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Reform Symposium kickoff, prizes, iPad giveaway-what could be better?

The countdown is over, tomorrow is the kick off to the Reform Symposium virtual conference!!  The virtual part of that name means that everyone is invited to attend, no matter where you are in the world, what time it is, or what you are wearing.  So, no excuses. I’m doing one of the Keynotes tomorrow and I hope that some of you will stop by and cheer me on.  I love presenting in Elluminate and I also hate it. Love:  I can wear my jammies, I can be cuddled up with my pups, I can interact with people from all over the world, no travelling. Hate: I can’t actually SEE anyone so it is hard to tell if I am boring people to tears.  You can let me know I’m not by chatting and emoticoning during my Keynote. As if the incredible line up of presenters and Keynotes wasn’t enough, we have prizes.  Check out this prize page for the lineup.  Even better? There is a Grand Prize.  It is GRAND. How would you like to win yourself an iPad 2 including a bunch of fabulous edu apps (including an app from yours truly)?  You would?  I thought so.   I’m not quite finished with the great news…even if you don’t win that outstanding prize, you can be a part of creating an iPhone and iPad app by filling out a survey (this also happens to be the way you register for the prize).  The Reform Symposium is a worldwide community of educators who believe in the mission of authentic 21st century learning, and the exchange of ideas and resources. By filling out a 5 minute survey with your thoughts of teaching creativity, innovation, collaboration, empathy, citizenship, digital literacies and student assessment, we aim to publish your thoughts within a FREE Reform Symposium iPhone and iPad app and accompanying mini-site late August/early September. This survey will be available at the start of the Symposium and closes at the end of the last session on the 3rd day. (So please don’t start looking for the survey to fill out just yet.) The fun starts tomorrow, join us for any or all of the days. The app donated by me was actually an app that my brilliant husband @jtenkely created.  A digital version of pick up sticks…I’m only a little addicted. You can check it out in the app store here.  There is also a Classic version of Pickin’ Stix without all the fancy stick choices. #gallery-1 { margin: auto; } #gallery-1 .gallery-item { float: left; margin-top: 10px; text-align: center; width: 33%; } #gallery-1 img { border: 2px solid #cfcfcf; } #gallery-1 .gallery-caption { margin-left: 0; } /* see gallery_shortcode() in wp-includes/media.php */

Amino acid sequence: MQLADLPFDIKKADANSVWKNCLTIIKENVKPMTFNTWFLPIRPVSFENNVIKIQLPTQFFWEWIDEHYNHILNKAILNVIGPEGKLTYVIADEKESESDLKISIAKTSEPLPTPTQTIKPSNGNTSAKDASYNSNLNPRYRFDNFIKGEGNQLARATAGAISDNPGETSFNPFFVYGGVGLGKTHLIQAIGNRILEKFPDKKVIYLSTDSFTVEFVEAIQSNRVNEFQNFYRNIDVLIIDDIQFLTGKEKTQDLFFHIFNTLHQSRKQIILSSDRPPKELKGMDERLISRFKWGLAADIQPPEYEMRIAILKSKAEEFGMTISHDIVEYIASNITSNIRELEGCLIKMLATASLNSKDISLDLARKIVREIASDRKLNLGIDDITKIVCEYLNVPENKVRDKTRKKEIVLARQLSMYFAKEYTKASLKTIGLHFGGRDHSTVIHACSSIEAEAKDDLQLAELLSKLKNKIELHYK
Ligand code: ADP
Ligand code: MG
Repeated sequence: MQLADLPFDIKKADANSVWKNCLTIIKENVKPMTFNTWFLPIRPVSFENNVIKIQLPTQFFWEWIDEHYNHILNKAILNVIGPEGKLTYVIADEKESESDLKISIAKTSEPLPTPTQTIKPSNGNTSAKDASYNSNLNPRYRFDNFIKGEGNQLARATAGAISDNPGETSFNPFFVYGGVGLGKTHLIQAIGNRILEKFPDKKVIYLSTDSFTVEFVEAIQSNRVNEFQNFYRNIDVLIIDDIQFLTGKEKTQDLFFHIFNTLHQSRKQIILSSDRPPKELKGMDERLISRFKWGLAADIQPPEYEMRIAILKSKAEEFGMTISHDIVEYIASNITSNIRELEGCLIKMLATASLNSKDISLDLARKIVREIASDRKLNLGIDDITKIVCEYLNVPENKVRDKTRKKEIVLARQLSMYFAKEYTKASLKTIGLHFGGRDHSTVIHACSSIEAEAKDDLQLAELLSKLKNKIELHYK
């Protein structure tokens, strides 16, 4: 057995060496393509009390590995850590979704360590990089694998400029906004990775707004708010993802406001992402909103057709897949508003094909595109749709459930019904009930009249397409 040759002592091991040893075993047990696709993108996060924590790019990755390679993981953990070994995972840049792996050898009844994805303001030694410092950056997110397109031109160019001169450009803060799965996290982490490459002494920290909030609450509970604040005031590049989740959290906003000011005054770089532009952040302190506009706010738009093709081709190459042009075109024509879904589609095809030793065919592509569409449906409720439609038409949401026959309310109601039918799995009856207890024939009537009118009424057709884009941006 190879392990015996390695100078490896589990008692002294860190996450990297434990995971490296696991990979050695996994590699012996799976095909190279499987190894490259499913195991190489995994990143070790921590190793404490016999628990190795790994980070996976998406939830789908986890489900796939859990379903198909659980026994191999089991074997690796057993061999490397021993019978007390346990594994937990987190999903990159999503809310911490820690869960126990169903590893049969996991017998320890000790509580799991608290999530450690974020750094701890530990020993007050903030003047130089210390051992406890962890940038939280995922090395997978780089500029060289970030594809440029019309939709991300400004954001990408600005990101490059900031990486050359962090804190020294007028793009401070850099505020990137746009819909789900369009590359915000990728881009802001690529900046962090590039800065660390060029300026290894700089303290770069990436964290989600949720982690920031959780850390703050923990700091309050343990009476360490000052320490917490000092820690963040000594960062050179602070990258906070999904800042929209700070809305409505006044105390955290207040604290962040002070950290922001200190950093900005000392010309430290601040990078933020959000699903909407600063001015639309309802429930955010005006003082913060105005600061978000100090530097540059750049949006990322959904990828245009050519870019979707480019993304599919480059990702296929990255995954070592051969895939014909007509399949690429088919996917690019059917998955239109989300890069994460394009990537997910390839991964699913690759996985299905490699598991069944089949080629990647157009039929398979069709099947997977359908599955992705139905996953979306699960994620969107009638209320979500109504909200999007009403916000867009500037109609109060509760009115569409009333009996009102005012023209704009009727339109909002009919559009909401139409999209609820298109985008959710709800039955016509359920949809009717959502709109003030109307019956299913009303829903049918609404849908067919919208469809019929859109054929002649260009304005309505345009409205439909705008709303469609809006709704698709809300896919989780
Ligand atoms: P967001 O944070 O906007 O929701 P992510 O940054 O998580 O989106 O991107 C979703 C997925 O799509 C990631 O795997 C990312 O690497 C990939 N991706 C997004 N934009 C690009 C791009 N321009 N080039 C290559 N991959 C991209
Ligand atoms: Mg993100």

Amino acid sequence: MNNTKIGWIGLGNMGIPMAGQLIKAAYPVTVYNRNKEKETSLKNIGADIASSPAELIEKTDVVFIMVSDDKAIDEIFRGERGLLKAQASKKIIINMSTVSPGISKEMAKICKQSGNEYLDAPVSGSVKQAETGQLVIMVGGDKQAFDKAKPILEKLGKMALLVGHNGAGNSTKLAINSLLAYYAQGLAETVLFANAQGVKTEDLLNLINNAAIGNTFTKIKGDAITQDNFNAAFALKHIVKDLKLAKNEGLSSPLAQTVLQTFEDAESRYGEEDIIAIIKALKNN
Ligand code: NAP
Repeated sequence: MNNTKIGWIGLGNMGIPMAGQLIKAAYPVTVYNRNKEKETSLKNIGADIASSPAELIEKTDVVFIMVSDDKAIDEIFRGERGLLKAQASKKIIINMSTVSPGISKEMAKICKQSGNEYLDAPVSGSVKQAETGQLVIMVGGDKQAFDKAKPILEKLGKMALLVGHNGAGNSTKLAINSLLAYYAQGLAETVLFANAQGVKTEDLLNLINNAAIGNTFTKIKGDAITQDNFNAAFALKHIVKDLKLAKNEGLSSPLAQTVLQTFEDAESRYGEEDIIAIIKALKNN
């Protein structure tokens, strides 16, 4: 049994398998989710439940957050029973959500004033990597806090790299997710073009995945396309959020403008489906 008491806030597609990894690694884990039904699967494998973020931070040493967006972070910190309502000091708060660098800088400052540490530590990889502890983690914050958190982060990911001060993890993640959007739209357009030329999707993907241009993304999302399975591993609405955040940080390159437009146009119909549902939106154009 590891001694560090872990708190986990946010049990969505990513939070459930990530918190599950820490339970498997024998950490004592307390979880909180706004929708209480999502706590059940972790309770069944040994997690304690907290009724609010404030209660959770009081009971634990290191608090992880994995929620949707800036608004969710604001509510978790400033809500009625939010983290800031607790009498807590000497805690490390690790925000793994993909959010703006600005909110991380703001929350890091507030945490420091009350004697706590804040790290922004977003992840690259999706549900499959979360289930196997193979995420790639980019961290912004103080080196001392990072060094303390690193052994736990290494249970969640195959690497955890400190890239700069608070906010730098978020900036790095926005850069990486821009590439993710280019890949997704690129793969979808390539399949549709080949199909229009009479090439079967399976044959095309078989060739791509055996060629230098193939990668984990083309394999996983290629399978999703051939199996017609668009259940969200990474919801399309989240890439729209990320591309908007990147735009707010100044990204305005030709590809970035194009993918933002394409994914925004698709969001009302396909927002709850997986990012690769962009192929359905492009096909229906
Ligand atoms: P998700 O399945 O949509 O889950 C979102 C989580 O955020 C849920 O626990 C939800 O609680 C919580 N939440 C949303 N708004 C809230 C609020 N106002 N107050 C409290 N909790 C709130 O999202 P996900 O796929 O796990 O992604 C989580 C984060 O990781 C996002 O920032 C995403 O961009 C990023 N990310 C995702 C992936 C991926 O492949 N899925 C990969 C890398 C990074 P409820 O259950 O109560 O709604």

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The Future We Will Create: all the in-between important stuff

Posted by admin | Posted in Analyze, Anastasis Academy, Apply, Character Education, collaboration, Create, Evaluate, Inquiry, inspiration, Middle/High School, professional development, Secondary Elementary, Teacher Resources, TED Talk Tuesdays, Understand (describe, explain), video | Posted on 20-03-2013